What Trump’s Presidency Means for Health Care Sector
Health care was one of the issues that dominated the election debates. Pharmaceutical and biotechnology companies, which had been worried about Hillary Clinton’s crackdown on drug prices, had relief at Donald Trump’s victory.
There will be big changes in health care under Trump’s presidency, including the repeal and replacement of Obamacare. However, there is still uncertainty about Trump’s health care agenda and how it will impact the various players in the sectors.
“We do expect [health care] to be a significant priority based on the frequency and the number of proposals starting to emerge from the transition team,” said Peter Claude, partner at PwC Consulting.
According to Claude, President-elect Trump’s health care policies will take into account free-market principles as well as consumerist and populist approaches, especially when dealing with drug costs.
Tackling high drug prices was a priority for Clinton during her election campaign. Although it was not a priority for Trump, he still has to deal with the issue due to widespread concerns over rising costs.
Drug prices will be on the table because of the populist view, according to Claude.
“Free-market point of view allows the manufacturers to price their products and compete on that pricing. But some companies have raised the prices dramatically, which caused public anger. So I don’t think the drugmakers are off the hook,” he said.
Trump also said he would allow drugs to be reimported. So the prescription drugs that were originally manufactured in the United States and exported to other countries will be imported back.
Trump also wants to require price transparency from all health care providers, including doctors, clinics, and hospitals. This will help consumers shop for the best prices to get their medical services.
All these policies will have a negative impact on drugmakers and hospitals, but they will benefit insurers, according to PwC.
Drugmakers will have some positive news as well. Trump has indicated he would support anything that reduces red tape in the drug approval process.
“The drug manufacturers will have an opportunity to seek advantages like the acceleration of the drug development and approval process with the U.S. Food and Drug Administration (FDA). So there is a room for negotiation [for drugmakers],” Claude said.
Can Trump Kill Obamacare?
Trump repeatedly called for the repeal and replacement of the Affordable Care Act (also known as Obamacare), which was signed into law in 2010 by President Barack Obama. ACA was Obama’s signature achievement, but now it is under scrutiny due to rapidly rising premiums.
The Trump administration plans to replace ACA with a program that includes Health Savings Accounts (HSAs). HSAs allow individuals to save tax-free money to be used for health expenses.
Trump also wants to return the regulatory control of health insurance from the federal government to the states.
Repeal of ACA will likely have a positive effect on pharmaceutical and life science companies and a negative effect on hospitals, according to PwC.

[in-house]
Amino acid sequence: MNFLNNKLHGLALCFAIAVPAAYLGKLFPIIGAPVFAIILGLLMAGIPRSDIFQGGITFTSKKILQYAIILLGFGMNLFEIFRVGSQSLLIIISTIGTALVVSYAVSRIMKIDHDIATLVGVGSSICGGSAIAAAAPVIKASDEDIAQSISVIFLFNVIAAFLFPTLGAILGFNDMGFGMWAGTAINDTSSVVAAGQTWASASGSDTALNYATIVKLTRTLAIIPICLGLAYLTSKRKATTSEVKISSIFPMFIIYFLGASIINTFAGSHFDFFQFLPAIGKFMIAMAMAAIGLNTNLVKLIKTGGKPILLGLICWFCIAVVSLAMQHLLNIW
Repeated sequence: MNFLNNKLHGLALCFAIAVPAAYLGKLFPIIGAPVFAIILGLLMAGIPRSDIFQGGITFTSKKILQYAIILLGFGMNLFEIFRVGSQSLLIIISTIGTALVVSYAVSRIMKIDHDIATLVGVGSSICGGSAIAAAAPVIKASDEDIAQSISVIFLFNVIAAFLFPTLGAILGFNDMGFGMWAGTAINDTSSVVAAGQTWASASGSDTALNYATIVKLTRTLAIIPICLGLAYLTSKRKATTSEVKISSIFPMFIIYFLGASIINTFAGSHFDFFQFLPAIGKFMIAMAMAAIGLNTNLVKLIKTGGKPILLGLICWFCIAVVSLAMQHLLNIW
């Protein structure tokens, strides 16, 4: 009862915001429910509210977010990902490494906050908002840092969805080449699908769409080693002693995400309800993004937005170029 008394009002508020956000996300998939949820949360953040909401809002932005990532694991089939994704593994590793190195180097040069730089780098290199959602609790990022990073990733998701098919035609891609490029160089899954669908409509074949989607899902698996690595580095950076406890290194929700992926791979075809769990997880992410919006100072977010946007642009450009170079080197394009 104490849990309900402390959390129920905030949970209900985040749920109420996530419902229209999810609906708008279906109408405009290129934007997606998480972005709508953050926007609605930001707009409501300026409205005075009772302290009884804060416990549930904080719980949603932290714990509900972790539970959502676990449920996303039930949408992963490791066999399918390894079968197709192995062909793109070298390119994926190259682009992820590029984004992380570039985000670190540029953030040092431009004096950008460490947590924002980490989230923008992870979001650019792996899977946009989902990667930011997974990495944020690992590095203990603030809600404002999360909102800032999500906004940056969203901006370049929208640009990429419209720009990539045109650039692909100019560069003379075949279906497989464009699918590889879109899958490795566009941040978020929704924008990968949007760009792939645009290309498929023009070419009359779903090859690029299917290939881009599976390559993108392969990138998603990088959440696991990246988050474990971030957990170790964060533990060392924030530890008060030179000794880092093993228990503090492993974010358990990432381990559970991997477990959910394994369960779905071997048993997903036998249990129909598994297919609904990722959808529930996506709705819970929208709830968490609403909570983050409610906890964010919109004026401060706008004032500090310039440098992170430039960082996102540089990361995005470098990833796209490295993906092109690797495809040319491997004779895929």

Hence, the election results were broadly positive for pharma and biotech stocks. Health care facilities (especially hospitals) and Medicaid managed care stocks had one of their worst days on Nov. 9, according to a Barclays Capital report.
However, repealing and replacing the law will be a very difficult task for Republicans.
“Repealing the ACA without replacement options for over 20 million previously uninsured individuals would be politically challenging and impractical,” stated Joshua Raskin, health care analyst at Barclays Capital.
The Trump administration has to address many concerns related to the transition period from the existing program to the new program, according to Claude.
“It is not a light switch; you can’t just turn it on and off,” he said.
Trump told The Wall Street Journal that he would consider keeping two provisions of the law including the rule that allows parents to keep their children up to age 26 on their policies and the ban on insurers refusing coverage to people with pre-existing conditions.
Tax Reform and Cash Repatriation
The United States has one of the highest corporate tax rates in the world. It also taxes firms on foreign profits.
Trump intends to announce a tax reform within the first 100 days of his presidency. He proposed reducing the corporate tax rates from 35 percent to 15 percent.
And through a tax holiday, he will allow American companies to bring overseas cash back to the United States at a tax rate of 10 percent. This has been a significant concern for policymakers in Washington, and according to estimates, $2.4 trillion dollars is held offshore.
“This may enable pharmaceutical companies to repatriate substantial offshore cash and earnings without the current punitive tax rate,” stated Andrew Baum, health care analyst at Citi, in a research report.
“We anticipate this repatriation could facilitate a significant wave of mergers and acquisitions (M&A) initiated by U.S. companies,” he wrote.
The repatriation of funds will also allow U.S. companies to invest in research and development and return to the manufacturing activity, according to Claude.